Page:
Moving On

Soap Opera Digest: Were you surprised when NBC announced this is the last year for PASSIONS?
Rodney Van Johnson: I sensed it a long time ago. It was too much commitment that they had to live up to with the ratings and the show just wasn’t delivering. NBC had a lot invested in it. When TC had a stroke and they were taking out the people of color, I was like, “Okay, this thing is going down.”Digest: Were you on set the day of the announcement?
Van Johnson: No, I was there the next day, but I got the phone call from [Supervising Producer] Richard Schilling, who told me. I was pretty much numb at that point. I was on recurring and wasn’t working much. I felt bad for all the other cast members and crew that’s going to be out of work. Now we’re all out of work together. It’s very, very unfortunate.Digest: How did you prepare for TC’s stroke?
Van Johnson: I pulled upon some personal experience with my uncle having a stroke. I remember seeing his physical appearance and the way he spoke. I also had an ankle surgery a couple of years ago and I wanted them to give me an epidural, so I was pretty much numb from the waist down. I wanted to see what it would feel like to be paralyzed. It was a very, very weird feeling not to be able to control your limbs. To send your brain waves to your body and nothing is responding. I remember what it felt like. When they told me TC was going to have a stroke, I knew my character was pretty much coming to an end and I said, “I’m going to pull upon what I’ve learned from my experience.” I got a lot of feedback from a lot of people, so it was exciting.Digest: Why did you think that was the end of TC? Suffering and recovering from a stroke could have turned into a bigger story.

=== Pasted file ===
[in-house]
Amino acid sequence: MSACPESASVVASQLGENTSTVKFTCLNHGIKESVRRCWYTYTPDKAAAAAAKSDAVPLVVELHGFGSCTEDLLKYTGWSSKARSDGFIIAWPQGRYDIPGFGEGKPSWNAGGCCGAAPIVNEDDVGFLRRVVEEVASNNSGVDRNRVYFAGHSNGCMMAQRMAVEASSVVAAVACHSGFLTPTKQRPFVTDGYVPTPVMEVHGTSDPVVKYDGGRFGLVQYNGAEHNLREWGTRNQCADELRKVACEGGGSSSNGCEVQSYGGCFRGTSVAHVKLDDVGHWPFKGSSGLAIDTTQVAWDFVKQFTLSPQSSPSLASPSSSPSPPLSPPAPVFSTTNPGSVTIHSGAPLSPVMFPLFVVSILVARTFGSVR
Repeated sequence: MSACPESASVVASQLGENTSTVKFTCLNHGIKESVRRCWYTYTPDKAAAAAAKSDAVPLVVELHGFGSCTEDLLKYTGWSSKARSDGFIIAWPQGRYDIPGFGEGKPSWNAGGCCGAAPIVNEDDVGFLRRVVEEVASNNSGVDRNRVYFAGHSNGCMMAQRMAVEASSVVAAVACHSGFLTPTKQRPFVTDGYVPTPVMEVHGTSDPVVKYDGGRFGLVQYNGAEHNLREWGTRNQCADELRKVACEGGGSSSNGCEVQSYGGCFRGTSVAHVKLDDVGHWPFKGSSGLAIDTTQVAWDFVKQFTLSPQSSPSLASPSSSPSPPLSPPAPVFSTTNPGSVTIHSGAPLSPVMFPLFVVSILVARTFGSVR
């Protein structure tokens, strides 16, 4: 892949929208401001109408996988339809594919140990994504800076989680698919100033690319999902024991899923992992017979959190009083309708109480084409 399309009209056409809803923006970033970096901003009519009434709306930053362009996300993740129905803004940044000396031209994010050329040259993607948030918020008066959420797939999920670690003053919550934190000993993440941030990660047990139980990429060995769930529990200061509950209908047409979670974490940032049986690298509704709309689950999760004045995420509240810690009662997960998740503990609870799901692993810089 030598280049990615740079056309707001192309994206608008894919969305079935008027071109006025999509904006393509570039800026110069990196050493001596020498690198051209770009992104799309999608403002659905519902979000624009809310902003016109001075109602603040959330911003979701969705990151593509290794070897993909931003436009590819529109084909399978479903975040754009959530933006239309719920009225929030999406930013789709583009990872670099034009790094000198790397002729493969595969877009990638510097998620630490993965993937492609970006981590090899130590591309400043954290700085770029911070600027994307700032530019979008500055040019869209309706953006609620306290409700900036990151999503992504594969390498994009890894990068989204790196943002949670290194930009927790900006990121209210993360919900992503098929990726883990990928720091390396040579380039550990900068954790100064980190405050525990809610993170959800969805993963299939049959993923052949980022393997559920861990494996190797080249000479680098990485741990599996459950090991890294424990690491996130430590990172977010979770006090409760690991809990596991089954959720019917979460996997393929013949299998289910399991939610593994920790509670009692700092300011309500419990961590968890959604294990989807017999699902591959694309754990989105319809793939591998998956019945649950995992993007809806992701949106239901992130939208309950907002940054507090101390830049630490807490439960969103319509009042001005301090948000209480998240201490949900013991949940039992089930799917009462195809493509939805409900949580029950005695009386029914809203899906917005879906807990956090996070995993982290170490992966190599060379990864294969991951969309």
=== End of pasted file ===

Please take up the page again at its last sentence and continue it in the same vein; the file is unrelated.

Van Johnson: Well, I hadn’t been around in a while. TC was no longer the angry black man and there was nothing in the shed that was substantial. Once you beat up everyone in Harmony, lose your wife, have sex with her sister, then get back with your wife, what else is there to do but have a stroke?Digest: We will see him again, right?
Van Johnson: They had put me on recurring [last year]. I don’t expect to be seen again.Digest: How do you want the show to end?
Van Johnson: I really hope we, and I say “we” because I am still part of the team, finish strong. I hope they bring all the cast members back. I would love to see the original people come back in a cameo or something. I want the show to go out like we came in: fun, campy, quirky, the whole bit to give us a last hurrah. I don’t want us to go out like wimps.Digest: Have you been auditioning?
Van Johnson: Yeah, I’ve been going out there and having people tell me, “Who are you? Oh, you’ve been on a soap. Okay, so that means you’re no good.” There is a lot of negativity about the people who are in soaps and have been there for more than three years. They think you can’t act, but they don’t realize how demanding it really is, and how much you have to learn and be prepared. A lot of these individuals and casting directors are young and don’t know that you have experience outside of soap operas, or they don’t know the daily grind of being on a soap opera. They just have their own perception. We’ve gained a lot of respect from people who have actually come to the show and see what we do and see that we do 150 pages a day. They are like, “Okay, you guys work really hard.”

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